What are you struggling with?

Staying productive with a career that is largely based on COVID-affected activities (travel, large gatherings) is a challenge. I’ve found that consistency is key, which is why I’ve committed to doing weekly Instagram Live shows. And while that is its own unique, fun thing, it can’t replace the energy of a live band and a packed room. Of course, there is plenty that can be done from home, however staying focused and inspired is a daily struggle. 

What brings you comfort?  

Finding ways to disengage from the never-ending cycle of refreshing social media feeds. Whether it’s taking the time to work on a home project I’ve been postponing or laying down with a book or podcast, it’s so peaceful to focus uninterrupted on something, away from a screen and constant distractions.

Share a good read, watch, or listen.

I don’t typically gravitate to stand-up specials, but in the week that it’s been out I’ve watched Yvonne Orji’s HBO special, "Momma, I Made It!" three times. I was only familiar with her as an actress (Molly on Insecure) and had no idea she was a comedian. Consider me converted.

Tell us about something new.

It’s been fun to watch my neighbors submit to quarantine as a long-term way of life and convert outdoor spaces that were empty into full on warm weather amenities. A quick look out the window and you’ll see kiddie pools installed in alleyways, barbecues and lounge chairs on rooftops, and murals going up on sidewalls. Even I indulged in a zero-gravity chair for my skinny terrace that, until now, has gone uninhabited.  

 

I love to give personalized gifts, but one that will always stand out for me is a sweater I knit for my grandmother. Living on different continents, and with a considerable language barrier, we always found ways to express our love for each other that didn’t rely on words. She was my soulmate, and the months I put into perfecting that sweater for her was my way of communicating that to her.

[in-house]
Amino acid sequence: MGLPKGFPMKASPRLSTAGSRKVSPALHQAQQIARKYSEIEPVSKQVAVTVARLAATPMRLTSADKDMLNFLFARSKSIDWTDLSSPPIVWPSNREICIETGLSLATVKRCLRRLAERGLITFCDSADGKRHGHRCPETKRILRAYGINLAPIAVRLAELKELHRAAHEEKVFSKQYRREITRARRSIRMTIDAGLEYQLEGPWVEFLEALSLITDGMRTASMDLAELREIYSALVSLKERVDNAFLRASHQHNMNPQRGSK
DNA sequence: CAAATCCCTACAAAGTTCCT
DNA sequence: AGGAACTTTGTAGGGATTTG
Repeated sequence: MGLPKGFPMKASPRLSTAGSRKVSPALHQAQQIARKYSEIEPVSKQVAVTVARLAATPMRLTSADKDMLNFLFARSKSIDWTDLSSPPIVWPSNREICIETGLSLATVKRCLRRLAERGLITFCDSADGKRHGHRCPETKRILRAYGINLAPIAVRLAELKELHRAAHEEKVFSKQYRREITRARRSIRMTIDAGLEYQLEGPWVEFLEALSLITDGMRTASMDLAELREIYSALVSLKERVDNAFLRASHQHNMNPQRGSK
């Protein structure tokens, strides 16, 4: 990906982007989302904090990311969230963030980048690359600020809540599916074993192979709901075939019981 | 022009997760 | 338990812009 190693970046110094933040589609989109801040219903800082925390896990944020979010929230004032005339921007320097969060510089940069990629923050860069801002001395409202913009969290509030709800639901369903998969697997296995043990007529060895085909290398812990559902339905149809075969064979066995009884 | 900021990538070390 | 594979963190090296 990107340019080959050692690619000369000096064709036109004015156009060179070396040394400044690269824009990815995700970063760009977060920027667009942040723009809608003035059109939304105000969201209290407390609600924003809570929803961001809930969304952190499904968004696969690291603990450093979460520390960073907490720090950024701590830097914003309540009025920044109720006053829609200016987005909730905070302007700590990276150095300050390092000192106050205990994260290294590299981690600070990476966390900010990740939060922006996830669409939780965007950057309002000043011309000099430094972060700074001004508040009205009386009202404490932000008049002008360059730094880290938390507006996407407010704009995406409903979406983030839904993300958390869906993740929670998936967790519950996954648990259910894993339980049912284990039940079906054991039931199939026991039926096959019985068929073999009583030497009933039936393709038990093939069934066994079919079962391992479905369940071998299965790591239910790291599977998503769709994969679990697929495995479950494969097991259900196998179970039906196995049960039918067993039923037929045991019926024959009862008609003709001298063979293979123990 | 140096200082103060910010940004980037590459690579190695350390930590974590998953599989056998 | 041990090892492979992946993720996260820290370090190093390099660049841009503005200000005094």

Tell us about a gift you gave someone.

I love to give personalized gifts, but one that will always stand out for me is a sweater I knit for my grandmother. Living on different continents, and with a considerable language barrier, we always found ways to express our love for each other that didn’t rely on words. She was my soulmate, and the months I put into perfecting that sweater for her was my way of communicating that to her. 

Tell us about something you created.

Quarantine cooking has evolved into summertime blending, so I present my summer frosé recipe (makes 8 cocktails, scale the recipe down accordingly):

1 bottle rosé
2 cups fresh strawberries
2 cups frozen strawberries
2 tbsp fresh lemon juice
8 cups ice

~1/2 cup agave (adjust according to taste)
Add to a high-speed blender and enjoy

Share a takeaway.

Take time to enjoy the moment. It’s easy to get wound up in working and planning for the next thing without taking a moment to stop and appreciate what’s happening right here and now.

Rachel is a singer-songwriter based in NYC. Learn more at www.rachelbrownmusic.com and on Instagram @rachelbrownmusic

P.S.  The pieces in our stories are always authentically picked.  When purchased, we sometimes receive compensation in return.  Thank you for supporting!

{{ get-the-look }}


More from The Ralliers


The Checklist

Watercolor

Water has a long history of healing.  Think of all the ways that water makes us feel better.  It's no surprise that watercoloring has a similarly restorative effect.  Here is a watercolor exercise that anyone can do brought to you by Case for Making (my favorite source for watercolors!) 

Read Post

Race and Rallier

We must ensure that everyone in our community not only sees themselves in images, but also knows that they are represented at every level of the business. 

 Photograph of The Little Rock Nine after being prevented from entering Little Rock's Central High School, Bettmann/Bettmann Archive

Read Post